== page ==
The interaction of ibuprofen and diclofenac with aspirin in healthy volunteers

Authors

  • MP Schuijt,

    1. Clinical Chemistry, Canisius Wilhemina Hospital, Nijmegen, The Netherlands, and
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    • Present address: Clinical Chemistry, Slingeland Hospital, Doetinchem, The Netherlands.

  • HWHA Huntjens-Fleuren,

    1. Clinical Pharmacy, Canisius Wilhemina Hospital, Nijmegen, The Netherlands
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  • M De Metz,

    1. Clinical Chemistry, Canisius Wilhemina Hospital, Nijmegen, The Netherlands, and
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  • EJ Vollaard

    Corresponding author
    1. Clinical Pharmacy, Canisius Wilhemina Hospital, Nijmegen, The Netherlands
      Dr EJ Vollaard, Clinical Pharmacy A16, Canisius Wilhelmina Hospital, Weg door Jonkerbos 100, Nijmegen 6532 SZ, The Netherlands. E-mail: h.vollaard@cwz.nl
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Dr EJ Vollaard, Clinical Pharmacy A16, Canisius Wilhelmina Hospital, Weg door Jonkerbos 100, Nijmegen 6532 SZ, The Netherlands. E-mail: h.vollaard@cwz.nl

Abstract

Background and purpose:  Aspirin reduces the risk of myocardial infarction and stroke by inhibiting thromboxane production in platelets. This inhibition can be competitively antagonized by some non-steroidal anti-inflammatory drugs (NSAIDs).

Experimental approach:  By measuring thromboxane B2 production in healthy volunteers, we investigated whether ibuprofen (800 mg three times daily for 7 days) or diclofenac (50 mg three times daily for 7 days) taken concurrently with aspirin 80 mg (once daily for 7 days) influenced the inhibitory effect of aspirin. The effects were compared with aspirin 30 mg (once daily for 7 days), which is the lowest dose of aspirin with a proven thromboprophylactic effect.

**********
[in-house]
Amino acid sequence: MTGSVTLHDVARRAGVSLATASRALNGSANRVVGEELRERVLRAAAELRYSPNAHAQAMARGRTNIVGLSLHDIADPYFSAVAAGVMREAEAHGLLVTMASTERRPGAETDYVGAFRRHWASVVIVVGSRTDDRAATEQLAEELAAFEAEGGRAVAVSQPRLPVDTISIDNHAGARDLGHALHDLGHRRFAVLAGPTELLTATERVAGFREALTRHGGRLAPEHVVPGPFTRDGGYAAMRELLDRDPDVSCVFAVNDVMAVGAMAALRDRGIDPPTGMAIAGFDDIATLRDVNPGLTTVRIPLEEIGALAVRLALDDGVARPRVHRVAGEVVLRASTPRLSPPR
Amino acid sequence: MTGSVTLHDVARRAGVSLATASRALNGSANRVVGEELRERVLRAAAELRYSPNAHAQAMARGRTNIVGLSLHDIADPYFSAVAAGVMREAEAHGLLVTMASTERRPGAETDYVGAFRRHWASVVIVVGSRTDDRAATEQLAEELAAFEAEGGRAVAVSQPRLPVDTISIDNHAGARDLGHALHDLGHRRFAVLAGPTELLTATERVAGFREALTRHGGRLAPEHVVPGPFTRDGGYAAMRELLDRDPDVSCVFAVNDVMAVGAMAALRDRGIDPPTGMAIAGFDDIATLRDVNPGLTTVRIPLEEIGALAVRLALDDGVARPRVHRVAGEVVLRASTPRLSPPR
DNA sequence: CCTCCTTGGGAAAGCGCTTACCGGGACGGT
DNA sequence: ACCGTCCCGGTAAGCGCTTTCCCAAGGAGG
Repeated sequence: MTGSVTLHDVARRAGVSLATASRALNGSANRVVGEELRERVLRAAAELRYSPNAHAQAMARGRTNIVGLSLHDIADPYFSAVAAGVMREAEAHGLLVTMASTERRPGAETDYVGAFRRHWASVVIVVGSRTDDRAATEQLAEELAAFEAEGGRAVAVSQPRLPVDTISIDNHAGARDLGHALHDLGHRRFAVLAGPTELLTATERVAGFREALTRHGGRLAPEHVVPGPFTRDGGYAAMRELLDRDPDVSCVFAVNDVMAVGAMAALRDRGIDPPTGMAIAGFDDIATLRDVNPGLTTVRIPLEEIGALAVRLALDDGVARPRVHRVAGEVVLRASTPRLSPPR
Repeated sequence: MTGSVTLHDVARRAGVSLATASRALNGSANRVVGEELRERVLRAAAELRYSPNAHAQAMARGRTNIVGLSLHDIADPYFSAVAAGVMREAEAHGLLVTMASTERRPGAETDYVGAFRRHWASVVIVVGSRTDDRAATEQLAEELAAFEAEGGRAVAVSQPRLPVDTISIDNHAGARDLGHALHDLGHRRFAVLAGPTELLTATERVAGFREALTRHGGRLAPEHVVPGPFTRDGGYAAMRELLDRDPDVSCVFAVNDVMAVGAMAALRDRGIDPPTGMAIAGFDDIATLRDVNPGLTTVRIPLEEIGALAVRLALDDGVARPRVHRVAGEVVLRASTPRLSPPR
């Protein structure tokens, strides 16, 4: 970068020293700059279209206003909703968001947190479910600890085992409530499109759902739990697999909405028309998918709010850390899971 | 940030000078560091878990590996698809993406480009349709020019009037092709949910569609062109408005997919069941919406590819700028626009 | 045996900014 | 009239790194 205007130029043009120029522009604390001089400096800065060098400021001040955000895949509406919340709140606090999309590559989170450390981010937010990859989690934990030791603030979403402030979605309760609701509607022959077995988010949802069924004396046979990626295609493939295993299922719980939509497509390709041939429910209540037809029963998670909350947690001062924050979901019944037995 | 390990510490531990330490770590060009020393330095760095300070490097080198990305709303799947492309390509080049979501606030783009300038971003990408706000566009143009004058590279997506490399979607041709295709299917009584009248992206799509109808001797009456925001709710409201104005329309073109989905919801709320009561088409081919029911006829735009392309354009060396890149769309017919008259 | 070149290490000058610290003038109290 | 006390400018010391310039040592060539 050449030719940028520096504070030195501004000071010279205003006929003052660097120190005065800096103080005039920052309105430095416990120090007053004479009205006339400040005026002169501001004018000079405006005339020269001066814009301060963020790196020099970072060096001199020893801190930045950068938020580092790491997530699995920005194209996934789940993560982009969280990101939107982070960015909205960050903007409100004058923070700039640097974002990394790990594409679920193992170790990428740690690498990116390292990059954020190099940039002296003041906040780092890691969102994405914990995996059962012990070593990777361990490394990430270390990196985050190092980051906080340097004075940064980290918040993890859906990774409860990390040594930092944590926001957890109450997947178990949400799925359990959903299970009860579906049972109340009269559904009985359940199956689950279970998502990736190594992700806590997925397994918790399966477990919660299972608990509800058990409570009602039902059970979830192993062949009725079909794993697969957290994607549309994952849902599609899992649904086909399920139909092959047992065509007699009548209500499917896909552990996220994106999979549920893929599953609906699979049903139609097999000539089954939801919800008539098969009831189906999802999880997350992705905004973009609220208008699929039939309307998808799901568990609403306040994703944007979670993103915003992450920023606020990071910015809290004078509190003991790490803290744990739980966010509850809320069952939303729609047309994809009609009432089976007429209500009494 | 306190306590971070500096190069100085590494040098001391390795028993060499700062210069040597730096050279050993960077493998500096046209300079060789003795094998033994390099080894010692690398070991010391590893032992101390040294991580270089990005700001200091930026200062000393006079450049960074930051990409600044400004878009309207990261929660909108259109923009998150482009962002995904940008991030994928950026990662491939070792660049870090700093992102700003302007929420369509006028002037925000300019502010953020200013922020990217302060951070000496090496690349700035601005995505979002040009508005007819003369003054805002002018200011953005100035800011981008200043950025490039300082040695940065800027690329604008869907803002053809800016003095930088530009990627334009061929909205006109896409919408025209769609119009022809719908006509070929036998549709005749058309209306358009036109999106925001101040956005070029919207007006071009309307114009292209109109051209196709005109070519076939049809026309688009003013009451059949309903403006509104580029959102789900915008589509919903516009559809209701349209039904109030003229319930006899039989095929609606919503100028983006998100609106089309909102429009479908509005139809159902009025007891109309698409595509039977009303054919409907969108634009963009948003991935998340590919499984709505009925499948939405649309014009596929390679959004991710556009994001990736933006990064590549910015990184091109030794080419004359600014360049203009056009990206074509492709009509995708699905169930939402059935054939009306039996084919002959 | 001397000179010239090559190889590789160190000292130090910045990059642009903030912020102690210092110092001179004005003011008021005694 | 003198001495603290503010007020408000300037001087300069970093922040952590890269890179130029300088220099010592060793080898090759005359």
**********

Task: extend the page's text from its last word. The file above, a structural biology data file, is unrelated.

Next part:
Key results:  The median percentage inhibition of thromboxane B2 levels by 30 mg or 80 mg aspirin was 90.3% (range 83.1–96.0%) and 98.0% (range 96.8–99.2%) respectively. The inhibition by concurrent administration of slow release diclofenac and 80 mg aspirin was 98.1% (range 97.2–98.9%), indicating no interference between aspirin and diclofenac. The inhibition decreased significantly by concurrent administration of immediate release ibuprofen and 80 mg aspirin (86.6%; range 77.6–95.1%) to a level less than 30 mg aspirin.

Conclusions and implications:  As alternatives are easily available, NSAIDs such as diclofenac should be preferred to ibuprofen for combined use with aspirin.

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